Maybe the head of the AMCU was responding to the industrialists who accused the strikers of damaging the national economy. But the strikers were right to do precisely that! Strikes always damage companies and countries, in a word, they damage capital. On 16 June the international finance agency Fitch lowered its forecast from stable to negative because “the prospects for growth in South Africa are threatened above all by the miners’ strike which for five months has been weakening the platinum industry”. A few hours later the sister agencies, Standard & Poor’s and Moodys, did the same. In the first quarter of 2014 the GDP fell for the first time since the recession in 2009, by 0.6%, with manufacturing activity down by 4.4% and mining by 24.7%.
The miners’ struggle undoubtedly did contribute to the economic recession in South Africa, but, rather than being a negative factor for the working class this in fact serves to demonstrate its power and strength, confirming the communist argument that the workers’ struggle shouldn’t defend the national economy because it is necessarily opposed to it: national economy equals capitalism. The only honest, consistent and effective response to the inevitable bourgeois anger against the strikers, who have been publicly vilified as defeatists as regards to the national interest, lies not in trying to deny the evidence for this accusation, but in defending the assertion that if the national economy is hit by the workers’ struggles it can only be to the workers’ advantage because it favours the political collapse of the capitalist regime and therefore the revolutionary conquest of power. To defend this view means stepping outside the sphere of ‘trade-unionism’, which doesn’t actually exist in isolation. But the fact remains: only after the system as a whole has been brought down and replaced will it be possible to finally respond properly to the needs of working humanity rather than those of the profit mongers; and this will involve subverting the function of productive activity and organising it in a rational way, according to a global plan, and certainly not restricting it within national borders, which for a long time have been far too restrictive for capitalism itself and used by the latter merely to divide and oppress the working class.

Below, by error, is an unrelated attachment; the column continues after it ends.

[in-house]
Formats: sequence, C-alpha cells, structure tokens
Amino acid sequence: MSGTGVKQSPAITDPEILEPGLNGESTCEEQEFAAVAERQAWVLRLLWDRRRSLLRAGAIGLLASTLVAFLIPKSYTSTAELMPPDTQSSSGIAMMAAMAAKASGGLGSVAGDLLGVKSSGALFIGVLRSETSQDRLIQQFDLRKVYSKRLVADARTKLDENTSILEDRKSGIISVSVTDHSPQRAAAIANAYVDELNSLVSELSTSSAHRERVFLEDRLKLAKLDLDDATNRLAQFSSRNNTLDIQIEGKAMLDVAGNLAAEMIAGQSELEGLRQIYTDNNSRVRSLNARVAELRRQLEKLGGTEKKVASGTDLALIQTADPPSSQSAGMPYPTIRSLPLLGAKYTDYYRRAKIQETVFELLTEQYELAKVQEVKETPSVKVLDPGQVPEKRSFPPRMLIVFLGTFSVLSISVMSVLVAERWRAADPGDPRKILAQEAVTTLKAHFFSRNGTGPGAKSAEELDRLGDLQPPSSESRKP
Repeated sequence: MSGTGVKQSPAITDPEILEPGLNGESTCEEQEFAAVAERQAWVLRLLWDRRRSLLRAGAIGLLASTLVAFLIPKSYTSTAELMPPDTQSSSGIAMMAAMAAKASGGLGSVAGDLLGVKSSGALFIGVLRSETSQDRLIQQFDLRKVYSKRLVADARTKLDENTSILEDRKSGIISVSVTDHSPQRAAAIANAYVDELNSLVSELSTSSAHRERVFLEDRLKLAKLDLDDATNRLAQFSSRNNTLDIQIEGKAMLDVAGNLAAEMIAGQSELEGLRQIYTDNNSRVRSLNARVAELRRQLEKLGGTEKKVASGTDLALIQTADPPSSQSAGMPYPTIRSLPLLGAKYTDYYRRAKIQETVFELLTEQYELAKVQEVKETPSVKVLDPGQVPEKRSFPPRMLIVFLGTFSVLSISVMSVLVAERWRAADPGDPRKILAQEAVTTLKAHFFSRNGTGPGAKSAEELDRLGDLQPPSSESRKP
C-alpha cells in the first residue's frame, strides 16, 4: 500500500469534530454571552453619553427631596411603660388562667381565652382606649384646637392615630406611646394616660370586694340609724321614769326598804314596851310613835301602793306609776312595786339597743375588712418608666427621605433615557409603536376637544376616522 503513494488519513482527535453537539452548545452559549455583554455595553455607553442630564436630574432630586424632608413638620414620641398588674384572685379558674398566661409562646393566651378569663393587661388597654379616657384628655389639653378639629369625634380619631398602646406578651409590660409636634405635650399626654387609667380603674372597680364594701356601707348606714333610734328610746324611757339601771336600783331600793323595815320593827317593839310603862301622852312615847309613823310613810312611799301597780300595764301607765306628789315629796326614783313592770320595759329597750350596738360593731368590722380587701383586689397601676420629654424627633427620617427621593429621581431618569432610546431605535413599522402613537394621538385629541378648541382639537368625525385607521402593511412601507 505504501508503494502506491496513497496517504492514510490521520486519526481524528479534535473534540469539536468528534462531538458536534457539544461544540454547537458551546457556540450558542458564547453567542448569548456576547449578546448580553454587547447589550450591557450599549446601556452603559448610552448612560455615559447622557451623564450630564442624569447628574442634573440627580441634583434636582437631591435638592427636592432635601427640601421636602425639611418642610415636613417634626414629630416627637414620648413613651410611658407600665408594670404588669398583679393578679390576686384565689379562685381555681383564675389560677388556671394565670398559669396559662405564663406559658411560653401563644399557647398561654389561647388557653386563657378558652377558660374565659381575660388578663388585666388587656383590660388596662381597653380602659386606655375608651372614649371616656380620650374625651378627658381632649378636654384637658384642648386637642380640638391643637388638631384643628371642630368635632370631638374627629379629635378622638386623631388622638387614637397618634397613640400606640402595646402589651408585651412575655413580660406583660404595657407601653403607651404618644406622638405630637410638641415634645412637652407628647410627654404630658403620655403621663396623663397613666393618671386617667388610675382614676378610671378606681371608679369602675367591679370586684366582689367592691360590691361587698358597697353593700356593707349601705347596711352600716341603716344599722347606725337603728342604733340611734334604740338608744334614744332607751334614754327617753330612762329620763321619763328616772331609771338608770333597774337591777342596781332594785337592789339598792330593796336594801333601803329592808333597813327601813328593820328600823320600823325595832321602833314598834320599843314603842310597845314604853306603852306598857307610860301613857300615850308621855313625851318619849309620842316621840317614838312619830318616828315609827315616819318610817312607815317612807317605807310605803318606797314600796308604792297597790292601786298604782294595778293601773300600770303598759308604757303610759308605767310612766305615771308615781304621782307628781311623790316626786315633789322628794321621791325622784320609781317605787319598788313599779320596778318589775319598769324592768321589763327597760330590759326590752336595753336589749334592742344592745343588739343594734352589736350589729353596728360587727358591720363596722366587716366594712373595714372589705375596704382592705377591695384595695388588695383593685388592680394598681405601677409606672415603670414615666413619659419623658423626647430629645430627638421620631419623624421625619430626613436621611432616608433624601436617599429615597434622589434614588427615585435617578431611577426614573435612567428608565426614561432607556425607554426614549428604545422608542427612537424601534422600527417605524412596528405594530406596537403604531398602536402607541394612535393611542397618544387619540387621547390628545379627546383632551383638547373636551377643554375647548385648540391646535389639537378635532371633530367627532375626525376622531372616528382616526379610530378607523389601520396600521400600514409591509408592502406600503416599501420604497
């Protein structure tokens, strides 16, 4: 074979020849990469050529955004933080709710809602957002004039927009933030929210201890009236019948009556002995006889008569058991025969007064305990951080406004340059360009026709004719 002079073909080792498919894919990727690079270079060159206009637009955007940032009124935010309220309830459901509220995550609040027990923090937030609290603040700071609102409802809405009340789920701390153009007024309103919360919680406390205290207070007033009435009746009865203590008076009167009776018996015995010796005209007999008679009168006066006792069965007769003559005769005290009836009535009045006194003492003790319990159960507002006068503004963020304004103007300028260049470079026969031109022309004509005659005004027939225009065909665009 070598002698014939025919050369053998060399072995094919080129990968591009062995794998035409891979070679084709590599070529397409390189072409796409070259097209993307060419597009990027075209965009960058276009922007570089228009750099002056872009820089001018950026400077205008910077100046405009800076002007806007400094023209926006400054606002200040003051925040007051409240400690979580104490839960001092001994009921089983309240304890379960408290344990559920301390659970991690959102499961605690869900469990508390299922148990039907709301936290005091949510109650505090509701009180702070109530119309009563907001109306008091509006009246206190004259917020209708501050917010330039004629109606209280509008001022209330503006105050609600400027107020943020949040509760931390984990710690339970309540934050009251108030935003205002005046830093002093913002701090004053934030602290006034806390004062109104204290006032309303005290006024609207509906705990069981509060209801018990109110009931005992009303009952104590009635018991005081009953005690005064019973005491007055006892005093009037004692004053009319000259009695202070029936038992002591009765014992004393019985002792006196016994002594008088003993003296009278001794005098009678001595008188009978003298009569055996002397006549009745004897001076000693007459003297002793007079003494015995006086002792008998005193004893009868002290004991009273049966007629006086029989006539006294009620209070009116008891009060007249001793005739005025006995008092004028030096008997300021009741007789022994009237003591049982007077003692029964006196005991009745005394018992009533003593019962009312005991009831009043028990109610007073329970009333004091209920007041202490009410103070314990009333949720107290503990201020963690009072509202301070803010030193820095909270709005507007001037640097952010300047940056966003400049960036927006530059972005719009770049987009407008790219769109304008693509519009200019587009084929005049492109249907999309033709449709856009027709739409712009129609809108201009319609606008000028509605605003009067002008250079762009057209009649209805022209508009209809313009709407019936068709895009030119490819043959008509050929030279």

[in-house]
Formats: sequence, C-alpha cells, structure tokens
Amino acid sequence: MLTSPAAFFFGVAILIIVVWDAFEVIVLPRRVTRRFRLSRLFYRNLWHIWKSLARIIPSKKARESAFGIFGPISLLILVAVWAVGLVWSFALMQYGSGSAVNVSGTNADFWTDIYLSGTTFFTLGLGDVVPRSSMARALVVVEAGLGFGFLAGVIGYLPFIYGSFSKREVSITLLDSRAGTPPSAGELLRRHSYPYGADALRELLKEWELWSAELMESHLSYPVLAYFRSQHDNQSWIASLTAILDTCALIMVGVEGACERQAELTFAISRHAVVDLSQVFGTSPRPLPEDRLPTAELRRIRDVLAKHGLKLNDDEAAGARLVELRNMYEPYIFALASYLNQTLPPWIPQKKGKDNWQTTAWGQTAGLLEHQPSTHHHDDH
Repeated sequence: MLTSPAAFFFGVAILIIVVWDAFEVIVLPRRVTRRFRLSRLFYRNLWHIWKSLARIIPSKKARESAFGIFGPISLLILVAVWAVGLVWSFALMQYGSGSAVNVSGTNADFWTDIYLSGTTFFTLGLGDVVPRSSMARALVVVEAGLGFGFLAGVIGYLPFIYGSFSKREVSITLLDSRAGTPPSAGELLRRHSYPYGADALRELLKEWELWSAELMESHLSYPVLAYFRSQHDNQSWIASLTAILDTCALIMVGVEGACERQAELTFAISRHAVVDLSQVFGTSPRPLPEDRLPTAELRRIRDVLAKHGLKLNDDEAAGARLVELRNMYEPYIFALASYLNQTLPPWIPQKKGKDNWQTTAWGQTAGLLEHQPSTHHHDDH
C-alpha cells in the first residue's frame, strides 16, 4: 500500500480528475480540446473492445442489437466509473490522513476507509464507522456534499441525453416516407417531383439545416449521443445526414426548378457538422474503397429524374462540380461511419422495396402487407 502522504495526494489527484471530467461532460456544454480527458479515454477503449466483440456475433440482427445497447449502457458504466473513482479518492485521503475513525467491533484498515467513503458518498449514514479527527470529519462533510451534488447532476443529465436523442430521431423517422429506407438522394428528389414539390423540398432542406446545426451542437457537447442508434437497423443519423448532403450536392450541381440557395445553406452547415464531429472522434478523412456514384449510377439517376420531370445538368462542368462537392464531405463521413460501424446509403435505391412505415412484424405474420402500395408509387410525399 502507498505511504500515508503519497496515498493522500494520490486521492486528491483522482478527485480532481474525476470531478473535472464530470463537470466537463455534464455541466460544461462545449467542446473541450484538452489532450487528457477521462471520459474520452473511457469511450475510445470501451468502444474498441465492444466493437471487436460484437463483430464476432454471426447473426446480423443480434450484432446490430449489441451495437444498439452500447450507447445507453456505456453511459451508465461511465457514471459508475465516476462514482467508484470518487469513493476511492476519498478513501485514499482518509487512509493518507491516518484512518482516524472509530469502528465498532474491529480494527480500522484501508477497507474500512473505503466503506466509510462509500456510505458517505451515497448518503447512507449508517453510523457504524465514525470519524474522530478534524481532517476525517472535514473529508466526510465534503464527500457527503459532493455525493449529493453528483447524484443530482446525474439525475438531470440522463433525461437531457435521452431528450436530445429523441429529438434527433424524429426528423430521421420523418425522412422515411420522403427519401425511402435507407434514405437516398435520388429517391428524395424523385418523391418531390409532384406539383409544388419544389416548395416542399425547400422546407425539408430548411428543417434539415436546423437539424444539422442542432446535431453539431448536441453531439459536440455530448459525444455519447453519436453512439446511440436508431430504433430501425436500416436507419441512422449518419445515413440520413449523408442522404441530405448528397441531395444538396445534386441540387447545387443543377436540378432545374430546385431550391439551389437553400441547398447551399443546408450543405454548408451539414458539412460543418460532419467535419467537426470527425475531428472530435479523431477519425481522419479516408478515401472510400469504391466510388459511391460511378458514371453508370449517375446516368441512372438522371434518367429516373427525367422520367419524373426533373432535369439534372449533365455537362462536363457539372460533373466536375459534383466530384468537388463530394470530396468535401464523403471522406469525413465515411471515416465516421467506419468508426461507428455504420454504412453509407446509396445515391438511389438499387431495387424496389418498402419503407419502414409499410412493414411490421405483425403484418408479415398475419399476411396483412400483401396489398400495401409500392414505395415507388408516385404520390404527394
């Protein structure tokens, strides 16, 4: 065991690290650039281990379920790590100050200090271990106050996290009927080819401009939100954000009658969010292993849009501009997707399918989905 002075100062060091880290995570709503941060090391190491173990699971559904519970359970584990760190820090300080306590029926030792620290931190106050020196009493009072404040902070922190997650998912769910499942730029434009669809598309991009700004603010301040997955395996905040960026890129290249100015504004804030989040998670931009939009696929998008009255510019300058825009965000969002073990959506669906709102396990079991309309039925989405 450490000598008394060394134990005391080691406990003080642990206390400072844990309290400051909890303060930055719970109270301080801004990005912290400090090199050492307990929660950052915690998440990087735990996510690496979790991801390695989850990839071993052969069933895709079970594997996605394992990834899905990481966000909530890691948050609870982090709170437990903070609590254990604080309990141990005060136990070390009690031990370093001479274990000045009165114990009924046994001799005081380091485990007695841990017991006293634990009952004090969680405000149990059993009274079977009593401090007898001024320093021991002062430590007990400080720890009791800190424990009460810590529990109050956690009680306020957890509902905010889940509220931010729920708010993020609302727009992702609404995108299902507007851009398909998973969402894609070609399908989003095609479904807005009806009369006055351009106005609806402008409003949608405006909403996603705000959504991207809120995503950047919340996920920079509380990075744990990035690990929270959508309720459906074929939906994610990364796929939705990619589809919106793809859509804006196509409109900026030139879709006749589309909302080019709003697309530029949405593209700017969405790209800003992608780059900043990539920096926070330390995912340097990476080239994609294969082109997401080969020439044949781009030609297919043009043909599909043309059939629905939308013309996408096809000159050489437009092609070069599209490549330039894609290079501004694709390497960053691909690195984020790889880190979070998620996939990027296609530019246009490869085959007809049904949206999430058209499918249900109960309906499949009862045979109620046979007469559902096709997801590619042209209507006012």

A victory for the international working class
This victory of the miners, but even more the actual struggle itself, has taken on an importance that goes way beyond the particular workers who took part in it, the platinum miners, but it certainly won’t be ‘the country’ – all the classes in South Africa, that is -- which will have cause to celebrate it; rather it is a victory for the entire South African and international working class.
It could be that the AMCU’s failure to extend the strike beyond the platinum belt to other mines was due to timidity or a lack of decisiveness. We certainly haven’t come across any appeals by AMCU inviting other miners to join the strike. If their stance derives from a wish not to cause too much damage, through the mobilisation of other workers, to the national economy, then we can already see how the union’s policy of wishing to remain apolitical is affecting its actions: by effectively blocking the unification of the working class struggle. Clearly the AMCU will have to solve this knotty problem soon, and the way it does so will see it either continuing on the path of defence of working class interests, or taking the path of defence of capital’s interests, onto which the COSATU has already turned.
The strike was concluded with a compromise, presented as a victory by the AMCU, although it appears it has met with a positive response from the strikers. The original demand for a basic wage of 12,500 Rand, involving a pay hike of 125%, wasn’t achieved. Instead it was agreed there would be an incremental agreement stretching over three years, at the end of which basic pay would be 8,900 Rand (630 Euro), a 46% rise. The increases are greatest for the worst paid categories, which is a positive thing because reducing wage differentials helps to unify workers (In Italy Cisl, Uil and Cgil, including Fiom, are applying the opposite principle: bigger increases for the workers who are already earning more, and less for those on a lower wage).
Beyond the economic outcome of any workers’ struggle we should always remember that the fundamental result is whether there is a lessening or increase of workers’ unity, i.e. in their organised strength in view of the battle to come. This unity will soon be put to the test in the struggles already announced, after the Lonmin mining company declared on 25 August, in response to the recent pay increases, that it would be sacking 5,700 workers, which corresponds to 21% of the company’s labour force in South Africa. This is not long after the latest unemployment figures were announced on 29 July, now risen to the highest ever of 29.5%.
Beyond the economic outcome of any workers’ struggle we should always remember that the fundamental result is whether there is a lessening or increase of workers’ unity, i.e. in their organised strength in view of the battle to come.
In response to the sharpening of the class struggle this bourgeois regime in democratic garb is preparing to take remedial action, and already various of its representatives have expressed themselves in favour of a law to limit the duration of strikes, with State arbitration being imposed after a certain length of time: Mildred Oliphant, the minister of labour, declared that “The government has to intervene. We cannot have strikes of this length in our country; where mediation isn’t possible it must be imposed by arbitration”. As we can see, when it’s a matter of class struggle, democracy quickly reveals its true, bourgeois nature.